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Well Rounded

Understated Norton's Star Shines Brightly These Days

By Luisa F. Ribeiro | Posted 9/9/1998

Pale and slender, Edward Norton walks into the room in a Beverly Hills hotel where a table full of journalists fumble with tape players and notepads, and he immediately cuts through the chill.

With a murmur directed at no one in particular, he turns up the thermostat before sitting and glancing warily about as the shuffling dies down and several sets of eyes turn to examine him frankly. The crisp creases in his obviously new shirt belie the bleary eyes, rumpled hair, and unshaven face. He exudes exhaustion, suggesting either a long night or a prolonged weekend of endless publicity demands--or simply discomfort at an early-morning engagement. Under the table, however, one knee bounces up and down relentlessly. The room remains unusually quiet until Norton himself breaks the silence by lightly asking how everyone feels.

Norton's plain, even bland features lend themselves perfectly to the world of character acting. In the Columbia-bred actor's brief film career he has created powerfully indelible characters, yet he says he's not often recognized in public. Nominated for a 1996 Academy Award for his stunning debut as a schizoid murderer in the thriller Primal Fear, he made a nervy follow-up by playing a breezy song and dance man in Woody Allen's Everyone Says I Love You. From there he switched gears yet again for Milos Forman's The People vs. Larry Flynt and was convincingly shrewd as a composite of the real-life lawyers of the porno king and First Amendment advocate.

It was during Flynt that Norton raised eyebrows (and in some quarters dropped jaws) by reportedly taking up with co-star Courtney Love. Although the rumor mill has them still very much a twosome, Norton--known as a decidedly private man in the most public of businesses--has made it clear on previous occasions that he will not discuss his private life, so nary a peep about the relationship is being made from either side of the table.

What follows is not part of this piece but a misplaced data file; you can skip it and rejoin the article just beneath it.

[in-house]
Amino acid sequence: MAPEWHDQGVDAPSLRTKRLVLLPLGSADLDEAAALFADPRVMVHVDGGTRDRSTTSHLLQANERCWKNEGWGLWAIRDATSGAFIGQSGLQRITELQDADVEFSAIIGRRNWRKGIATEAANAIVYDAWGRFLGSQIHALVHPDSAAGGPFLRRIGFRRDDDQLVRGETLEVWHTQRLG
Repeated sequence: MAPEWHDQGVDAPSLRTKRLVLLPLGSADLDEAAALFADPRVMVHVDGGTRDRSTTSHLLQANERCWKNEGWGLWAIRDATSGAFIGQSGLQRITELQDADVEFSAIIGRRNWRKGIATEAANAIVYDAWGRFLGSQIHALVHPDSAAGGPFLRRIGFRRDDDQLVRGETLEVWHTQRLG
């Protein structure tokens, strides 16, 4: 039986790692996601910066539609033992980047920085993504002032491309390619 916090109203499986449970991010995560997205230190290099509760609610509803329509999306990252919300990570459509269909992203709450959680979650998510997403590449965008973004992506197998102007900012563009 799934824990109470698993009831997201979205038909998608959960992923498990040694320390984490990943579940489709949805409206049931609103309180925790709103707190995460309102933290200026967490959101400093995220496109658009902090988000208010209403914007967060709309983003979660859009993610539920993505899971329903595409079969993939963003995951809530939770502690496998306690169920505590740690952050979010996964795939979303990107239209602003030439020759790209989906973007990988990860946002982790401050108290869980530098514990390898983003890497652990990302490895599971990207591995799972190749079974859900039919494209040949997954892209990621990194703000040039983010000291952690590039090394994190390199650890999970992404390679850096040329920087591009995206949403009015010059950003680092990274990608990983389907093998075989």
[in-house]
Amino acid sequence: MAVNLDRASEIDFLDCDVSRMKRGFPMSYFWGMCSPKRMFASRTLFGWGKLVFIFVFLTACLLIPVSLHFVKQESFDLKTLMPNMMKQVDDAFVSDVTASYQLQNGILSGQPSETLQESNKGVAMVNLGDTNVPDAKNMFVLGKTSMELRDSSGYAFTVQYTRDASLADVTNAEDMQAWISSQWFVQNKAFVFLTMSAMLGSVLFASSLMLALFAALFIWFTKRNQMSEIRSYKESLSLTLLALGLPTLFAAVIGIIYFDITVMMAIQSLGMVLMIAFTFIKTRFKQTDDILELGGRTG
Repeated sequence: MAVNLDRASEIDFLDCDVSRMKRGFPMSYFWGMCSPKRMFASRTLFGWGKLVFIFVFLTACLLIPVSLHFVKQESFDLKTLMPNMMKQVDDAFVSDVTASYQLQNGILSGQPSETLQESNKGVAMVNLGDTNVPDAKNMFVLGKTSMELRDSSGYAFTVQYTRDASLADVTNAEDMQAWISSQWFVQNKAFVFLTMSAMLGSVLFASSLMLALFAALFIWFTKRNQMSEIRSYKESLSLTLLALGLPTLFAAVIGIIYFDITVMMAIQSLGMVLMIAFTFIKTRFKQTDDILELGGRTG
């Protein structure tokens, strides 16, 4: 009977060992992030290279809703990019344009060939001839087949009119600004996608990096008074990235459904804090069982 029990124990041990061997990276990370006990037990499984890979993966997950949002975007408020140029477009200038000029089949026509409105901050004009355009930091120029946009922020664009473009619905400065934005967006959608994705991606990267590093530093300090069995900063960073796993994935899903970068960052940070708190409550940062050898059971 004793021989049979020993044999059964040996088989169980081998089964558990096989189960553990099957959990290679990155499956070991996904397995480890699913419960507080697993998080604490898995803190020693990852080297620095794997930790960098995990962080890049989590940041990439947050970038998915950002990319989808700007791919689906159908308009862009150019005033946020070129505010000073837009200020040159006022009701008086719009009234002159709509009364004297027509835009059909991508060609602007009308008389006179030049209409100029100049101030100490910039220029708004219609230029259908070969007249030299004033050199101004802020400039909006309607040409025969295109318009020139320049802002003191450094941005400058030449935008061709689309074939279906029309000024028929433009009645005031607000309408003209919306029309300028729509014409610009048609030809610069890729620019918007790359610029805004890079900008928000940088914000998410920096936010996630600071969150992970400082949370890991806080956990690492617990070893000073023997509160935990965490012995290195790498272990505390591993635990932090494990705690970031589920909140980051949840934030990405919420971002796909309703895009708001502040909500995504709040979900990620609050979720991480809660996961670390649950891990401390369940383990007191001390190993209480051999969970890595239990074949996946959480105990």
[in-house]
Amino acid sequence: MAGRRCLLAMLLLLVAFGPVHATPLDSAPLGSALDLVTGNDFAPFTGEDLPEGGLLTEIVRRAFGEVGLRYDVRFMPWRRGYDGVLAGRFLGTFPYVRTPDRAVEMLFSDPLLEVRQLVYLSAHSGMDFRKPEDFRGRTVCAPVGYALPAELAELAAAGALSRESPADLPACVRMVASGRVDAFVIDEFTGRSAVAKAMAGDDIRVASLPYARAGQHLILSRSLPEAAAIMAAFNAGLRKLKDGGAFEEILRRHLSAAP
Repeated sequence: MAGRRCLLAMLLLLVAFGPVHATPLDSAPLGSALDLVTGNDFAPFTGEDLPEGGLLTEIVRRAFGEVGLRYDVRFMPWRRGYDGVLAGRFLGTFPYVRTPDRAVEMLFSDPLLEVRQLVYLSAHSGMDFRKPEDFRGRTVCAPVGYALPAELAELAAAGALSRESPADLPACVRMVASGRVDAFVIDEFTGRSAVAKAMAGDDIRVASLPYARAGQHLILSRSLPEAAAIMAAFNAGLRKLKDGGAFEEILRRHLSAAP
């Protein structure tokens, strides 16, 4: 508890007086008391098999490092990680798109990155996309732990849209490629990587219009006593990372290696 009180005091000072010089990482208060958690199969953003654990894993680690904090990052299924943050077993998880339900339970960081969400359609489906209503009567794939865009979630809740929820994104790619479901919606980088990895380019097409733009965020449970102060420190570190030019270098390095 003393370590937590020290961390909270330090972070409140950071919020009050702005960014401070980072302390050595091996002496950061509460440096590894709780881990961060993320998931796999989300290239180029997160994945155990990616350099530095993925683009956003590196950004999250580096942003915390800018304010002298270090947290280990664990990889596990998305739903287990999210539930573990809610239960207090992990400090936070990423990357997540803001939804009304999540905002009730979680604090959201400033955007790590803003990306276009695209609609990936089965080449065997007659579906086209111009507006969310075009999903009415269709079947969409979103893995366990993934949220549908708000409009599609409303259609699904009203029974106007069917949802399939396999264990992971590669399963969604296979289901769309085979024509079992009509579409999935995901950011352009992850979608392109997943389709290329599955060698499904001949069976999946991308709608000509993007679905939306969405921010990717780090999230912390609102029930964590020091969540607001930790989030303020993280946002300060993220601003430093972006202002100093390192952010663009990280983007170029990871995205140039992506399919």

Absent from the screen for nearly two years, Norton has proven equally careful about his film selections, parceling himself out to equally diverse projects. He recently participated in Out of the Past, a documentary chronicling the history of gay rights, speaking the role of Henry Garber, an early-20th-century gay activist. This month Norton is back on screen in Rounders, playing Matt Damon's best friend, the annoyingly charming poker-playing rascal Worm. Next he'll pair up with Brad Pitt in the provocative Fight Club. Perhaps most anticipated of Norton's current projects is American History X, in which a pumped-head, bald, goateed Norton plays a former neo-Nazi skinhead struggling to keep his brother from taking up his former life. (The film currently in limbo due to a skirmish between its director, Tony Kaye, and its studio, New Line.)

"I really don't mean this to sound the wrong way," Norton says, explaining why he chooses roles carefully and works sparingly. "The process of making movies is a grind. It's kind of an endurance experience as much as anything else. To do that and sustain the kind of energy . . . to do it well, [the part] needs to be something I can chew on to justify that much concentration and effort."

It's just the kind of deliberate answer one would expect from the Yale-educated, theater-trained actor. When pressed to respond to the slew of critics' awards and accolades he has received, he is unsurprisingly practical. "It's silly to suggest you don't want people to respond. The whole point is . . . you're not doing it for yourself, you're putting it out there for people to enjoy. Sometimes I think it gets a little hyperbolic, it gets a little disproportionate because of how much media hype there is around the business." The faintest trace of a smile plays around his mouth. "People responding really well to the films . . . thrills me."

Norton, who has a reputation for delving into research for his roles, is asked about his poker-playing skills. He confesses he didn't play before making Rounders and describes how screenwriters David Levien and Brain Koppelman played guides for him and Damon, introducing them around at various clubs and to professional players. Norton says his best poker coach was a woman, a professor at a design school who played on the side and won consistently at high-end clubs . "People were very willing and eager to help because I think they feel that the game gets misrepresented as a gambling game and they feel it's much more like chess, which I agree it is," he says.

When jocularly asked about his losses, Norton remains pensive, comparing the experience to professional tennis: "Matt and I played in some high-stake games and it was like hitting with [Pete] Sampras. It was going by you so fast that you literally weren't even sure what was happening, how it was you were getting beaten, but you were getting beaten, badly. And we were both out. We lost all our money in less than an hour. It was really an amazing feeling."

Under the table, Norton's knee continues its energetic bounce; above the table the pale, almost listless face turns politely back and forth as he answers more questions. Someone points out that Worm was more than a little wired in the film and pointedly compares the character's manner to Norton's present "morning-after" demeanor. Norton smiles at last. "No, no," he mildly scolds, "that wasn't me." He rises as the interview concludes, but finishes the thought. "There's a fine line between reality and the fictions we create."

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